Exposure to varying levels of light throughout the day has long been known to be crucial to maintaining a healthy circadian rhythm. Many people use light therapy and melatonin, a hormone that is normally released in the dark, to adjust or maintain a functioning internal clock. Researchers previously believed that light intensity was the most important factor in regulating one’s internal clocks. However, a new study suggests that light color plays an important role in the circadian rhythm of mice, and possibly other animals as well.
Is Light Different at Twilight?
Light feels different at twilight and dawn, a fact that photographers have recognized for some time. Pictures taken at twilight have a noticeably softer and bluer light. Researchers first set out to quantify this difference, placing instruments on top of tall buildings that recorded both the intensity and the color of light throughout the day for a month.
The results were not surprising. The light at twilight was bluer than daylight or dawn. The difference in light is not just a human perception but a measurable phenomenon. This led to a new question: Does the body sense this difference?
Circadian Rhythm and Light Color: A Link?
A study addressing whether animals perceive and react to the bluer light of twilight was published this month in the journal PLOS Biology. The chronobiological study was performed on mice, who lived in laboratory conditions under an artificial sky.
Mice are nocturnal and wake just after twilight. Like humans, they experience lower body temperatures at parts of their day when they generally sleep and higher body temperatures at waking time. Their body temperatures raise sharply after sunset when the light becomes bluer both in natural settings and under this artificial sky.
When the artificial sky was modified so that the intensity of the light changed but not the color, the mice had changes in their circadian rhythm. They became more active before dusk, a time when they are normally sleeping, and did not show the raise in body temperature associated with waking. Their internal 24-hour clock became out of alignment with day and night, suggesting that the change in light color at twilight is an important regulator of their circadian rhythm.
The Tick-Tock of Internal Clocks
How can mice sense the color of light? We have known for awhile now that the intensity of light that is measured in the mammalian brain depends on an intricate part between the retinas and the suprachiasmatic nucleus of the brain. Mice have been shown to have different electrical activity in their brains when exposed to blue and yellow lights. In fact, their brains are more sensitive to color changes than to light intensity changes. Researchers believe that all animals with chromatic vision, including humans, may have similar mechanisms to perceive and react to changes in light color.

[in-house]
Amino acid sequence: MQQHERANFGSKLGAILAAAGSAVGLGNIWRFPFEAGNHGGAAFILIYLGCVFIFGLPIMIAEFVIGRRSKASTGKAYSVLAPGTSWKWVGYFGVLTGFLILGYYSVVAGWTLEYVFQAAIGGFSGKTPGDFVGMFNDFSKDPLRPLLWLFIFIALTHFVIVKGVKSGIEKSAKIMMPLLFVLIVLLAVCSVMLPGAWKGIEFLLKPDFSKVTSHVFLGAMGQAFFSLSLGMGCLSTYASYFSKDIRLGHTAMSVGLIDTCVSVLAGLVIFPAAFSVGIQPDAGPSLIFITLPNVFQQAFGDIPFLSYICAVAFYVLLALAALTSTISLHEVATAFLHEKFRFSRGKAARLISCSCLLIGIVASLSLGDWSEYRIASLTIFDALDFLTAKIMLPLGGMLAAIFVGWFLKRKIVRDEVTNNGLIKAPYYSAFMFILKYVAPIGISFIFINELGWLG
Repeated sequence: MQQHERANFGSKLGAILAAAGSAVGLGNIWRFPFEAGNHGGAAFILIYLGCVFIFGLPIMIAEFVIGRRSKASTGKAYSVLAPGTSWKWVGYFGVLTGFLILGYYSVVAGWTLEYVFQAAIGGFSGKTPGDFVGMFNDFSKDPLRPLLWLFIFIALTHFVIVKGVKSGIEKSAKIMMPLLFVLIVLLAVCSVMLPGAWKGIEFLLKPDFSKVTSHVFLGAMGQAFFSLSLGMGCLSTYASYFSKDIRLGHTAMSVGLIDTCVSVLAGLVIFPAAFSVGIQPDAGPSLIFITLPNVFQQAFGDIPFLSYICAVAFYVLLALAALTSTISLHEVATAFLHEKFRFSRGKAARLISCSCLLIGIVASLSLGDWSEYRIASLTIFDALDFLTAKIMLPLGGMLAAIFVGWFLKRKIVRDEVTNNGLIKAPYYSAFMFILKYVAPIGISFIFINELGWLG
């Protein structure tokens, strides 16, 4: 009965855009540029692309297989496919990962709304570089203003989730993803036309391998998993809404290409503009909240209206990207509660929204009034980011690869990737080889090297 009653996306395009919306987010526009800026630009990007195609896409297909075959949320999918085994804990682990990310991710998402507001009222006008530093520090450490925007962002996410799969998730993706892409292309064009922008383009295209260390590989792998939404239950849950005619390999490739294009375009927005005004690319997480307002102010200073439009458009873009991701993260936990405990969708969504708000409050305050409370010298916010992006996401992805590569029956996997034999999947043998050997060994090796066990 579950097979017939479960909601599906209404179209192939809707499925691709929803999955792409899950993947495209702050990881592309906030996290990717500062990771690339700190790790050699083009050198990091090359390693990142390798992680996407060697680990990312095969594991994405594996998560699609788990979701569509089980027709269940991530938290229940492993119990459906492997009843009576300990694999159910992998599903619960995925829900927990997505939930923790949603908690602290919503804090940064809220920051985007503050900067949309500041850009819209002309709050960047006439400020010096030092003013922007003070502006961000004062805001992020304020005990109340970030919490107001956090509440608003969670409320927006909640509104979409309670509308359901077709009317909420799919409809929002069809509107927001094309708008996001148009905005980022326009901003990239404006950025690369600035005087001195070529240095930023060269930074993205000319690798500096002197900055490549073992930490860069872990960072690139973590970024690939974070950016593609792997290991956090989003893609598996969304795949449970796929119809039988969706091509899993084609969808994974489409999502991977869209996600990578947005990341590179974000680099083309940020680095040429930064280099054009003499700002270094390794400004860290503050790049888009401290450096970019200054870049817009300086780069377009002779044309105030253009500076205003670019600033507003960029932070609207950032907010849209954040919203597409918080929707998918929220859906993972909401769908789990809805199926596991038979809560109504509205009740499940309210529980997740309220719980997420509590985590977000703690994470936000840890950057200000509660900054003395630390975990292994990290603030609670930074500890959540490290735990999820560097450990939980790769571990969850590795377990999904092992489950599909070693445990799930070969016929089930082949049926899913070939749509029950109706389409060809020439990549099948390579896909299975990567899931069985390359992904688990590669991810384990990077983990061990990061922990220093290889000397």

Researchers believe that the circadian rhythm of mice depends heavily on the gene Tick Tock. This gene is activated in response to changes in light and governs the production of hormones that contribute to a healthy circadian rhythm. Tick Tock may be the mouse equivalent of the human gene Per2, which is crucial to the human circadian rhythm. Whether Tick Tock is activated or deactivated in different light colors will be a subject of future studies.
Of Mice and Men
Light color is clearly important to the circadian rhythm of mice, but its effect on humans remains unstudied and unknown. While these findings cannot be extrapolated to human subjects yet, researchers in chronobiology believe there may be a response to light color in all animals that perceive color, including people. Dr. Timothy Brown, one of the heads of the study, feels hopeful that future research may have positive applications in human health. In a statement regarding the study on mice, Dr. Brown said:
“So, in theory, color could be used to manipulate our clock, which could be useful for shift workers or travelers wanting to minimize jet lag.”
The field of circadian biology is growing rapidly as more connections are made between the environment, circadian rhythms and overall health. This study is promising because it suggests that in the future, new and more effective treatments for sleep disorders and other circadian disorders can be developed using light with different colors.